K 2 tog
I’m blessed to have two friends named Jennie. Last week, Raleigh-Jennie came over and I attempted to teach her to knit. I found that, to some extent, my love for knitting was unable to transcend my poor spatial communication skills. “No, insert the needle into the stitch from the front but going toward the back of the other needle…” See what I mean? Knitting is not hard to do but is tricky to learn.
Jennie is knitting a wash cloth. When it is finished it will be a one-of-a-kind hand made creation. It has some original, artsy stitches. Many will be twisted, and I anticipate that some will be dropped. It will be the most unique thing she will ever make, probably, and it’s kinda cute. Maybe she will keep it as an exhibit in her finished object gallery.
I wish I still had the first thing I made, but I gave that purple and black scarf away. It was striped in the style of the cat in the hat, and was completely stockinette stitch. I didn’t know at that time how to make a garter stitch edging, or any other kind of edging for that matter, and from the start it rolled up. I thought ironing it would help. Now I know that stockinette rolls no matter what you do. It rolled from all sides but especially the long edges of the rectangle, and the friend to whom I gave it was in for a fight if she ever wanted to wear it as a scarf, since it’s natural tendency was to form a skinny rope.
Jennie knitted a couple rows, and then wanted to learn how to cast on—-to add stitches to the needle as the start of a project. I showed her my usual method of casting on (I use the “long tail” method, unless something else is specified by the pattern). The way I do it is the way my mother did it. I’m not sure who taught her, since my grandmother knitted on her stitches according to the “cable” method. I’ve never seen anyone besides me and mom cast on the way we do, but since that’s the method I learned for long tail, I have never bothered to learn another. Jennie and I got online and looked at knittinghelp.com, which provides great tutorials on knitting techniques. Included among the “free videos” was a more efficient, less confusing, long-tail cast-on. My friend picked up casting on in just a few minutes from the teacher there, and her stitches appeared neat and consistent.
When I took my spinning class, the teacher would say at times that I was doing something wrong, and pull the project out of my hands to show me how to do it better. I had difficulty discerning the difference between the wrong way that I was using and the right way that she was using. When I learn something I like to have someone show me AND tell me. So this is what I tried to do as a knitting teacher. Strangely, for the first time in several years, I had nothing in progress on the needles. I cast on a small knitting project so that I could show my student what I was doing while I told her what to do. This way we could knit in parallel, working each stitch together.*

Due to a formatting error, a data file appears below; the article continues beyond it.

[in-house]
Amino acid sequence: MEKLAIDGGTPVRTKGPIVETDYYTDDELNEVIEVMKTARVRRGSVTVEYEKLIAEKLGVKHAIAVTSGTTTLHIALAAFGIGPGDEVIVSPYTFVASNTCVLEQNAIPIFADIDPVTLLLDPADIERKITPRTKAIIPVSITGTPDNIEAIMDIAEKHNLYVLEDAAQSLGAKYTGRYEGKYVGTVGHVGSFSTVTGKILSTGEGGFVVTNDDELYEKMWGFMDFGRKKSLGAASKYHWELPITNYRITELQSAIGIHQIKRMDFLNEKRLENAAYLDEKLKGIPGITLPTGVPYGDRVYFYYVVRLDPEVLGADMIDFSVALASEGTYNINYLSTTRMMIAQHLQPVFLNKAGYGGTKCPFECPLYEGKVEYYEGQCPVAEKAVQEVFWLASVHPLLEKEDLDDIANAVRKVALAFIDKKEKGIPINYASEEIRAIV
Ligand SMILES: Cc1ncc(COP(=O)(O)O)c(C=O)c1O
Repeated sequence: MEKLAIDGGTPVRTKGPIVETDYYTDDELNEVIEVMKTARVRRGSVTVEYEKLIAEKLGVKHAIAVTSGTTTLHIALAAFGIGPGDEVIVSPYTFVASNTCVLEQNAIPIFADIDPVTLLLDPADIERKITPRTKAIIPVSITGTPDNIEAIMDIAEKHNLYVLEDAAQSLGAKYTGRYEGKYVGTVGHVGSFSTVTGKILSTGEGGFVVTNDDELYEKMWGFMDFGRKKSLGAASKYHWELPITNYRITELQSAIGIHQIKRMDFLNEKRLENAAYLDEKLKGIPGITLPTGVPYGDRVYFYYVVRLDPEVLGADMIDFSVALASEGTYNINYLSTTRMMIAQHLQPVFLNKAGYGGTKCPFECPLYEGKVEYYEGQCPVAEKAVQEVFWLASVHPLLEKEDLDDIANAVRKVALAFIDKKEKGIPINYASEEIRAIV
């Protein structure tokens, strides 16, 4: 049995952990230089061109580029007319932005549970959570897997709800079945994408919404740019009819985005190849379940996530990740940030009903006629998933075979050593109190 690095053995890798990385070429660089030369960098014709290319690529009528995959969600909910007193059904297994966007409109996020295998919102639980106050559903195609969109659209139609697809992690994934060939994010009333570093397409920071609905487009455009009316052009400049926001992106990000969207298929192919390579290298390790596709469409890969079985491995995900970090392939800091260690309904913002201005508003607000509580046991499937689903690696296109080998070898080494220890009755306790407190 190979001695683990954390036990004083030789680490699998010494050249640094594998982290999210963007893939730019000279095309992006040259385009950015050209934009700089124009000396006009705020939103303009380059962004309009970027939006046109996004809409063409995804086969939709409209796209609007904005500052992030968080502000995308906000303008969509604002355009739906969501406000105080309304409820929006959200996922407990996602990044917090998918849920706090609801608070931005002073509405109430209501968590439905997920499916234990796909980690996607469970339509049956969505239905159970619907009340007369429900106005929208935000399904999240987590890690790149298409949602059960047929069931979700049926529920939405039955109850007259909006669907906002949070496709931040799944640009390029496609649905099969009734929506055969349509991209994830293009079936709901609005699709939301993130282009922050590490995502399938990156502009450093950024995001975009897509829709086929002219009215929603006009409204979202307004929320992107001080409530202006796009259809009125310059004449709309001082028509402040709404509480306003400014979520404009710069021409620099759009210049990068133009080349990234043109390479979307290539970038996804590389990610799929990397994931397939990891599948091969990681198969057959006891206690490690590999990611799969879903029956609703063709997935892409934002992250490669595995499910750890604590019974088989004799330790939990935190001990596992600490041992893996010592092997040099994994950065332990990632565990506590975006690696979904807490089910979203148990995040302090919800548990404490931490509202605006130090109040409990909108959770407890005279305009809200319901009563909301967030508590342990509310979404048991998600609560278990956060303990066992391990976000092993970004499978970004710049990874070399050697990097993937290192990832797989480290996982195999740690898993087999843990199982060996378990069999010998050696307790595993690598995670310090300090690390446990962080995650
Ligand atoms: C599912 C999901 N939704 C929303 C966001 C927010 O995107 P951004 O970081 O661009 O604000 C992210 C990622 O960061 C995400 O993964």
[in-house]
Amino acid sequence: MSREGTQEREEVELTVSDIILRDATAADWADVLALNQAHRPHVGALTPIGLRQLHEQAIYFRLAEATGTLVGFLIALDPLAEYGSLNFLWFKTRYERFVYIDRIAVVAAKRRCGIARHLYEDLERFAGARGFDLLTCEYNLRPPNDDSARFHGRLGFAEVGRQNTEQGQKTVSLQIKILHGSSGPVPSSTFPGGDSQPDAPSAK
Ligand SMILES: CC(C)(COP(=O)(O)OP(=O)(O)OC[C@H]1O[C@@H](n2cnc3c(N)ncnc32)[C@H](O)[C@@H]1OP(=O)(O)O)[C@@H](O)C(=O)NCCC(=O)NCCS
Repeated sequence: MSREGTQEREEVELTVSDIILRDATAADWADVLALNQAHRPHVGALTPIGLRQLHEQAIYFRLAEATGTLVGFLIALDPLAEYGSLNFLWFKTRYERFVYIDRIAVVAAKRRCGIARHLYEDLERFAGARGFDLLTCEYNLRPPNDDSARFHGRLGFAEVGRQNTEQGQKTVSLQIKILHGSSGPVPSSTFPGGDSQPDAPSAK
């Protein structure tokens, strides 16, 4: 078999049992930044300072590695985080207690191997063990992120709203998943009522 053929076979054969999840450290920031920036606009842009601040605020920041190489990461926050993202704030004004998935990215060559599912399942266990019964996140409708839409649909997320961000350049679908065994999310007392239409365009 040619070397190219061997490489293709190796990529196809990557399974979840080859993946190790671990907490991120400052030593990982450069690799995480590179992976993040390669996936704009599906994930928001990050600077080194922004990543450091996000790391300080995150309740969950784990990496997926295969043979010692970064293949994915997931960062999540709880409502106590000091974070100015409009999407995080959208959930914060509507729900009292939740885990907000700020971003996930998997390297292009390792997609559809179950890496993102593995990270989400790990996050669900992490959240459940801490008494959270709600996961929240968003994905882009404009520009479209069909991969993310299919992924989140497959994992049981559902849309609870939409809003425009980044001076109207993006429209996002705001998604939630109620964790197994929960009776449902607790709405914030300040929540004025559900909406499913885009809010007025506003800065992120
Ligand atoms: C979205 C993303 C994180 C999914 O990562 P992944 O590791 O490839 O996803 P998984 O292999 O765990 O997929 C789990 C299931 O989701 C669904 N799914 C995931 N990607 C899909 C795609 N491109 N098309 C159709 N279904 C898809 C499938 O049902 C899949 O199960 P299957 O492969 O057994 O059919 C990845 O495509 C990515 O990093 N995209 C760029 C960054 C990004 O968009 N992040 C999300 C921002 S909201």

The ability to obsess is a very important quality in a knitter. If a knitter is to ever finish a project he or she must obsess enough to keep picking up the needles. Sometimes the knitter must keep ripping out and redoing until the stitches are right, or the garment size is right. So you see, the enjoyment of a quiet obsession is necessary to the knitter, and Jennie, by her own definition, is obsessive. I think she is going to pick up on the craft quickly and do just fine. I am really looking forward to have someone with which to stitch and… you know. I’m also hoping to have someone to go to the fiber festival with me in a couple months, since Oso has already said that he doesn’t want to learn how to knit and doesn’t want to go to the fiber festival. Raleigh-Jennie and I going to have a great time.
*In some ways online instruction, such as knittinghelp.com, represents a huge step forward for the ancient craft. A book can only tell you, as I well know, but an online instructor provides verbal step-by-step while demonstrating the stitch. On the other hand, the yarn arts have been historically passed from teacher to student, one-on-one, and online instruction makes it possible to learn the craft in isolation. Online instruction may be a gain for the modern, who does many things in isolation and has no other way of doing them, but a loss of fellowship to the traditional crafting community. This is part of the reason I wanted to try to teach someone to knit. For the companionship of crafting together, yes, and also to put back some of the tradition into the tradition.